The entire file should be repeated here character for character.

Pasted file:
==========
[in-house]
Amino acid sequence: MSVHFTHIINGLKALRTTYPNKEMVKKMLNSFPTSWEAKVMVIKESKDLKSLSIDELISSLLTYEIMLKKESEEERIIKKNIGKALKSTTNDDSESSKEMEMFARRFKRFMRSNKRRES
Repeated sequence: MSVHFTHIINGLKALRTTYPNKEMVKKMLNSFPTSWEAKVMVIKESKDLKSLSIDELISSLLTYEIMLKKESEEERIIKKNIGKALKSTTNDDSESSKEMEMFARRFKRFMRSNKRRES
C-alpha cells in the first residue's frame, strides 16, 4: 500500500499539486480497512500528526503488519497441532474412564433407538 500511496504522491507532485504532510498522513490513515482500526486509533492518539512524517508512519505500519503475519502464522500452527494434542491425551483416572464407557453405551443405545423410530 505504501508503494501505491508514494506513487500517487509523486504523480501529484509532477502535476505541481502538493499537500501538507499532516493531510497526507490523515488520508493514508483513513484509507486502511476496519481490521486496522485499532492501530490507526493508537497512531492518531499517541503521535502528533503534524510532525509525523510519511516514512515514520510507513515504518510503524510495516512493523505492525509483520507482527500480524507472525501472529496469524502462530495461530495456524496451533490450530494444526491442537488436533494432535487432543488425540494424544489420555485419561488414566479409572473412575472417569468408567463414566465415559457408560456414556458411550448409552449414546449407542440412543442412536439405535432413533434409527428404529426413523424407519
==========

[in-house]
Amino acid sequence: MSVHFTHIINGLKALRTTYPNKEMVKKMLNSFPTSWEAKVMVIKESKDLKSLSIDELISSLLTYEIMLKKESEEERIIKKNIGKALKSTTNDDSESSKEMEMFARRFKRFMRSNKRRES
Repeated sequence: MSVHFTHIINGLKALRTTYPNKEMVKKMLNSFPTSWEAKVMVIKESKDLKSLSIDELISSLLTYEIMLKKESEEERIIKKNIGKALKSTTNDDSESSKEMEMFARRFKRFMRSNKRRES
C-alpha cells in the first residue's frame, strides 16, 4: 500500500499539486480497512500528526503488519497441532474412564433407538 500511496504522491507532485504532510498522513490513515482500526486509533492518539512524517508512519505500519503475519502464522500452527494434542491425551483416572464407557453405551443405545423410530 505504501508503494501505491508514494506513487500517487509523486504523480501529484509532477502535476505541481502538493499537500501538507499532516493531510497526507490523515488520508493514508483513513484509507486502511476496519481490521486496522485499532492501530490507526493508537497512531492518531499517541503521535502528533503534524510532525509525523510519511516514512515514520510507513515504518510503524510495516512493523505492525509483520507482527500480524507472525501472529496469524502462530495461530495456524496451533490450530494444526491442537488436533494432535487432543488425540494424544489420555485419561488414566479409572473412575472417569468408567463414566465415559457408560456414556458411550448409552449414546449407542440412543442412536439405535432413533434409527428404529426413523424407519